A number of health organizations have issued statements for pregnant individuals and families related to the coronavirus disease (COVID-19) pandemic. 

 What we know to-date: 

  • There is currently limited information to guide pregnant individuals and their care providers about optimal care and effects of infection during pregnancy on the fetus.  Based on the latest evidence, transmission of the virus (SARS-CoV-2) from mother to fetus/infant via the placenta, breastmilk, or the birth process cannot be ruled out at this moment.
  • Evidence to-date suggests that pregnant individuals are not more likely to become infected with COVID-19 than the general population.
  • Pregnant individuals seem to have the same clinical signs and symptoms of the disease as those experienced by non-pregnant adults and include fever, cough, shortness of breath, body aches, fatigue and sore throat. Should you experience any of these symptoms, please contact your health care provider.
  • It is still too early to know the potential impact of COVID-19 in early pregnancy.  However, there is some evidence that prolonged high fever, particularly in the first trimester, carries a small increased risk for some birth defects. 
  • Small studies from China suggest that while pregnant individuals don’t seem to have bad outcomes themselves, their newborns may be born too early or too small and have longer hospital stays. 
  • Most children infected with COVID-19 have mild, moderate, or no symptoms at all. Few children have required hospitalization and they tend to recover well. Children younger than one year of age seem to experience more severe symptoms than children in older age groups.

It is clear that certain infections can cause problems for pregnant individuals, likely because of the body’s adaptations to pregnancy. This happened with the 2009 H1N1 flu pandemic and other viral outbreaks such as severe acute respiratory syndrome (SARS) and Middle East respiratory syndrome (MERS). Fever and other illness symptoms may lead to being born too early or too small.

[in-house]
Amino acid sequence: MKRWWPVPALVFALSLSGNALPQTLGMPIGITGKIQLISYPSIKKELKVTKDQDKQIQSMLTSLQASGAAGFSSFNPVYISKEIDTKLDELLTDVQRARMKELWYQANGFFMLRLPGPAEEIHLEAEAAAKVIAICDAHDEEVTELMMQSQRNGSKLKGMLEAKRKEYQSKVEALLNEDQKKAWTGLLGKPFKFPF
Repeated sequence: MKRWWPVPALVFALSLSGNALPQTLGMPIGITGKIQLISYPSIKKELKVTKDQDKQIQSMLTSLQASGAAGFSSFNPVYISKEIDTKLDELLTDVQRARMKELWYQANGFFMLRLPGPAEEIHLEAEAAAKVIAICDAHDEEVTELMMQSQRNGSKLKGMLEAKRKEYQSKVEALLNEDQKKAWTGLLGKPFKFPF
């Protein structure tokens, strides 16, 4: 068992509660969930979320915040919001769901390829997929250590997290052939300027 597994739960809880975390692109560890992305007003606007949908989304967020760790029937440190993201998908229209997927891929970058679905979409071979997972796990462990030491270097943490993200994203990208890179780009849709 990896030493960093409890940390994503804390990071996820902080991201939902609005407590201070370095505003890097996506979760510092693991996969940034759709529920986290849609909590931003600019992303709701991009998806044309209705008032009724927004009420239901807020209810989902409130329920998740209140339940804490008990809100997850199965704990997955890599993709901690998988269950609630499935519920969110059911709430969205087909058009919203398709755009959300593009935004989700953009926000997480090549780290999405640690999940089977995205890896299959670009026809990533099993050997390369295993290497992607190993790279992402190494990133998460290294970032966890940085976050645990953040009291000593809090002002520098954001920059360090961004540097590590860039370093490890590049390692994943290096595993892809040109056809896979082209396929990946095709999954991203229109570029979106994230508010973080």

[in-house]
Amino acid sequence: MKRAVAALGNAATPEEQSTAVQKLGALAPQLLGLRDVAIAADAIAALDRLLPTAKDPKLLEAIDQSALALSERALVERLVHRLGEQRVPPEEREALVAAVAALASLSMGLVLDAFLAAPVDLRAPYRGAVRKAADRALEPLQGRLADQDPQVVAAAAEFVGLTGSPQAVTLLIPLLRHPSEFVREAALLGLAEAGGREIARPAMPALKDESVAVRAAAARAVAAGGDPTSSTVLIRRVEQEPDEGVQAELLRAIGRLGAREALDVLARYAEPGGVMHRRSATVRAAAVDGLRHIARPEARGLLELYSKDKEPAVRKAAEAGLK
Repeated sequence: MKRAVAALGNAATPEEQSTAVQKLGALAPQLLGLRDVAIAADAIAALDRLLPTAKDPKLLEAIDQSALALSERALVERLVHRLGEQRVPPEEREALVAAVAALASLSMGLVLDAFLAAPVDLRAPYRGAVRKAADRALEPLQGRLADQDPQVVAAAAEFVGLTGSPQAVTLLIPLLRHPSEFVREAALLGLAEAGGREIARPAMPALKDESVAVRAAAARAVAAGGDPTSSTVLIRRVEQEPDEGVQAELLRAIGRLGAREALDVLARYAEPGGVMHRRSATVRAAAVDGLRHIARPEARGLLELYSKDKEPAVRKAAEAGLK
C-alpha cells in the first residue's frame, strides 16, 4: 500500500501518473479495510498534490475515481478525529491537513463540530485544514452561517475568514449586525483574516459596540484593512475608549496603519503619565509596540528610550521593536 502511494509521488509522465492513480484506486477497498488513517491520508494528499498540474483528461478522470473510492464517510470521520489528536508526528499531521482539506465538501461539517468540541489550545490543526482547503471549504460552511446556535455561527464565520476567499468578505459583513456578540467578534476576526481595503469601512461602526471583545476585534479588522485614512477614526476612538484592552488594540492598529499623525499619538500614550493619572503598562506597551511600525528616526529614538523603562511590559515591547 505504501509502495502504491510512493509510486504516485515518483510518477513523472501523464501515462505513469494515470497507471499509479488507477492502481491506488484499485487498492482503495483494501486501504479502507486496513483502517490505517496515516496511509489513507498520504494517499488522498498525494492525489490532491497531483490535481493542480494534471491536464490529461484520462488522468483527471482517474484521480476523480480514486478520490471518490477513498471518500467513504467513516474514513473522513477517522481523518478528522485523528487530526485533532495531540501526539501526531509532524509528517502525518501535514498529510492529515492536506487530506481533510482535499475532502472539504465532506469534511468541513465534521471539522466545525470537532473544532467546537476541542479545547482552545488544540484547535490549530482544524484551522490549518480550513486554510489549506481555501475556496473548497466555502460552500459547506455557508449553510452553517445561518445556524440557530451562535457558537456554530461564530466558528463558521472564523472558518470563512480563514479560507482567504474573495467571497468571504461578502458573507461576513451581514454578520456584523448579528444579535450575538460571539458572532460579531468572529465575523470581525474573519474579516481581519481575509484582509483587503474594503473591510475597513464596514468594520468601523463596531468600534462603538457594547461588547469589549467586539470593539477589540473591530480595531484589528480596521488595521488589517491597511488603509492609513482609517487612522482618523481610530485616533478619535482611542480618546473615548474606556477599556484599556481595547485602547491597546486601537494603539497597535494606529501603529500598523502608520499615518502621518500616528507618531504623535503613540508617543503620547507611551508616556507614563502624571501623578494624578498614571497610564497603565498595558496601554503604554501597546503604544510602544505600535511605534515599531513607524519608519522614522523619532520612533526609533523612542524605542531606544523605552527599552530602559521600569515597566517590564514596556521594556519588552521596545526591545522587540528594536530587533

It is extremely important to follow your care provider’s guidelines for prenatal care appointments, follow social distancing or self-isolation guidelines as prescribed and keep informed of public health directives in your region. All pregnant individuals regardless of gestational age should not travel outside of Canada.

Covid-19 and Labour/Birth/Newborn Care

Recommendations for pregnant individuals who have been exposed to COVID-19 and have symptoms (positive or unknown test result):

  • The Society of Obstetricians and Gynaecologists of Canada recommends making decisions about separating mother and baby, breastfeeding, and delaying umbilical cord clamping on a case-by-case basis, considering the patient’s and family’s values, the latest evidence, and the availability of resources.
  • They do not routinely recommend separating mother and baby, but a family may prefer to do so until the mother’s symptoms stop.
  • They encourage and support breastfeeding. However, mothers with confirmed or suspected COVID-19 should wear a facemask while breastfeeding, and wash their hands before touching the baby, the breast pumps, or the bottles. The same recommendations apply for skin-to-skin contact or when handling the baby.
  • There is very little evidence at this moment on whether specific protection for COVID-19 can be passed on to the baby through breastfeeding.
  • Delayed umbilical cord clamping is still routinely recommended unless it is contraindicated for other reasons.

Please note that these recommendations might change as more evidence becomes available.

Key resources include:

Government of Canada – Coronavirus disease – Be Prepared   

Association of Ontario Midwives COVID-19 resources

Society of Obstetricians and Gynaecologists of Canada’s statement from the Infectious Disease Committee

The Mothers Program